Francis Gailling passed away peacefully Dec. 30, 1998 at his home in Edmonton, Alta. at the age of 74 years. He was born Nov. 4, 1924 in Bremen, Sask. to the late Rosa and Mathias Gailling.
He is survived by his wife, Galina; and also leaves to mourn his five daughters, Gayle (Mervin) Hyatt of Emo, Penny Benson (Dennis Logan) and Brenda (Jim) Marr of Fort Frances, Ruth (Deder) Kielczewski of Thunder Bay, and Stacey (Roger) Buck of Edmonton.
He also leaves with very fond memories of “Papa” his all-male baseball team of grandsons, Patrick and Aaron (Crystal) Hyatt, Steven and Shaun Benson, Jeff and David Marr, Terry, Simon, and Paul Kielczewski, and Brett Buck, along with his only granddaughter, Jaleesa Buck; and four great-grandchildren, Brandon Marr, and Dallas, Cole, and Terrell Hyatt.
He also leaves three sisters, Rose Taylor of Chilliwack, B.C., Lydia (Fred) James of London, Ont., and Adeline Gailling of Lindsay, Ont.; as well as several nieces and nephews.
Francis was predeceased by his first wife, Betty (Cunningham) in 1967; his granddaughter, Rhonda Hyatt in 1969; his parents, Rosa and Mathias Gailling; three brothers, Joe, Math, and Don; and two sisters, Clothilda and Mildred.
Francis came to the Rainy River District on his own at the age of 14 in 1938. He married Betty on July 15, 1948 and they had five daughters. He worked at many jobs in the farming and logging industry while living in La Vallee until the untimely death of his wife.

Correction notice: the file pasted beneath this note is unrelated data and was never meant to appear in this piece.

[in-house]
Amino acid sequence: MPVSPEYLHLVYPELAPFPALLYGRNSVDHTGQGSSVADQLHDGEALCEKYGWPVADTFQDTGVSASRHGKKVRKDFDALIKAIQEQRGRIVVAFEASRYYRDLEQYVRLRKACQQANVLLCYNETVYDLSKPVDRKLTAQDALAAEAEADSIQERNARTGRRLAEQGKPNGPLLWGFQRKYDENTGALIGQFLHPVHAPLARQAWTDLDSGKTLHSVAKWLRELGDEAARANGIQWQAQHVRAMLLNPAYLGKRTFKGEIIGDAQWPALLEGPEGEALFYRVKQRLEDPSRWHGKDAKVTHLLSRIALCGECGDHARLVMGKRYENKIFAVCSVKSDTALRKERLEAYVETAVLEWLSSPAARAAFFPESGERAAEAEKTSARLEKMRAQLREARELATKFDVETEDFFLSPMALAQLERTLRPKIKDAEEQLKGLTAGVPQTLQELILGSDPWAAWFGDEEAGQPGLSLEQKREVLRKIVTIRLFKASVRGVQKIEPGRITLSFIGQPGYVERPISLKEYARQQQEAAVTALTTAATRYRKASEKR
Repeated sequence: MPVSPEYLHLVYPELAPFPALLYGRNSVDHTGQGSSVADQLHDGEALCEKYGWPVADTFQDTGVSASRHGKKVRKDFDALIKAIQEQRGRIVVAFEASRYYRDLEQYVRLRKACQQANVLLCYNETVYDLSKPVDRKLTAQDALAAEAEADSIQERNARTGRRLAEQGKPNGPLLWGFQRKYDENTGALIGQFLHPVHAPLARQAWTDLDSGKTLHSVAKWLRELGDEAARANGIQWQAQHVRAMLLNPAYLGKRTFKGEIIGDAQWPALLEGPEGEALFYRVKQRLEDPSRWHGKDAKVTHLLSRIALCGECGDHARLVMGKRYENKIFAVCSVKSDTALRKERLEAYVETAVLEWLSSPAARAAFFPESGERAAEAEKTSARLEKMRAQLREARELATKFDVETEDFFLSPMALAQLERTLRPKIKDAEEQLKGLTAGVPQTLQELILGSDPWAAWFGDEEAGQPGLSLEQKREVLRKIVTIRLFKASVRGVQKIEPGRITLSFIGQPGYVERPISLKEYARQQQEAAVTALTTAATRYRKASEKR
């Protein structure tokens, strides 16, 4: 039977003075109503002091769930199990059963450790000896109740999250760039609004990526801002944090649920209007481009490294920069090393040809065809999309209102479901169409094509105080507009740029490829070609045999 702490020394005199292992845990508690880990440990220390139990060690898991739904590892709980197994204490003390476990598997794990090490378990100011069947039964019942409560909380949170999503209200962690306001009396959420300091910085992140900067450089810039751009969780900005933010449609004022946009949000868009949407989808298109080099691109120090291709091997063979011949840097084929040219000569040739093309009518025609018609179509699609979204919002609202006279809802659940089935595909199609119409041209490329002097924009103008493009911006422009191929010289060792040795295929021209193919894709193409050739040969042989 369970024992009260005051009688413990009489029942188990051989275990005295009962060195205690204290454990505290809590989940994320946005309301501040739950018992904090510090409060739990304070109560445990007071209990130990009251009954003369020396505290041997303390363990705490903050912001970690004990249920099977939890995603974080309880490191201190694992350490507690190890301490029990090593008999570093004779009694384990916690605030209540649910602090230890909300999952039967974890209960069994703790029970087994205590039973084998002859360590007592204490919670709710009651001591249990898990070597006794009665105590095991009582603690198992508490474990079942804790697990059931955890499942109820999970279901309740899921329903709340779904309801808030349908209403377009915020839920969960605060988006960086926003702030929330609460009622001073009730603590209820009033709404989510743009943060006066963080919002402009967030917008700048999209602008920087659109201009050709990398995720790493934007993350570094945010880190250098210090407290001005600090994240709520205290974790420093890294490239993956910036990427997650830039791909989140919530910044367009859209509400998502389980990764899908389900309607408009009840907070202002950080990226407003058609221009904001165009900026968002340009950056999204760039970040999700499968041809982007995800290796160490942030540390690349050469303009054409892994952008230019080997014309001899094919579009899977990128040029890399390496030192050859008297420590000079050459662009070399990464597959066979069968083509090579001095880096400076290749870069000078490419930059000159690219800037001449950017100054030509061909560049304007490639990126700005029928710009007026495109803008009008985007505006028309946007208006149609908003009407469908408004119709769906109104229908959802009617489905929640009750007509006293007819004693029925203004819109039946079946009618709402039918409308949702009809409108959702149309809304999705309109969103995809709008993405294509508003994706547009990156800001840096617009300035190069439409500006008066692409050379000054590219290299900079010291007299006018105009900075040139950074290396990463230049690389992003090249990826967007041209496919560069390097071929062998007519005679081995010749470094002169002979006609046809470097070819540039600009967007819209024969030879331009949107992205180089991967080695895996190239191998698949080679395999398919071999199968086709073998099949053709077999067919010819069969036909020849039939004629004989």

He then moved to Fort Frances, where he continued to raise his family on his own and worked as a carpenter until 1975, when he moved west to settle in Edmonton.
There, he continued to work as a carpenter for Edmonton Northlands until his retirement in 1989.
Francis always kept busy. In his earlier days, he invented several things and held a patent on the game, “Dirty Marbles.” He was always thinking of ways to solve problems and make life easier or better for people. He submitted many ideas for inventions, some of which are in use today.
Even after his retirement, he continued to work at his trade and carried on a business as a general contractor and custom cabinet maker right up to the time of his passing. He took great pride in his work and enjoyed helping others.
Francis laid down his tools for the last time on Dec. 29 and went home to rest.
Services were held Wednesday, Jan. 6, 1999 in Edmonton. A private family graveside service will be held, with interment in Riverview Cemetery.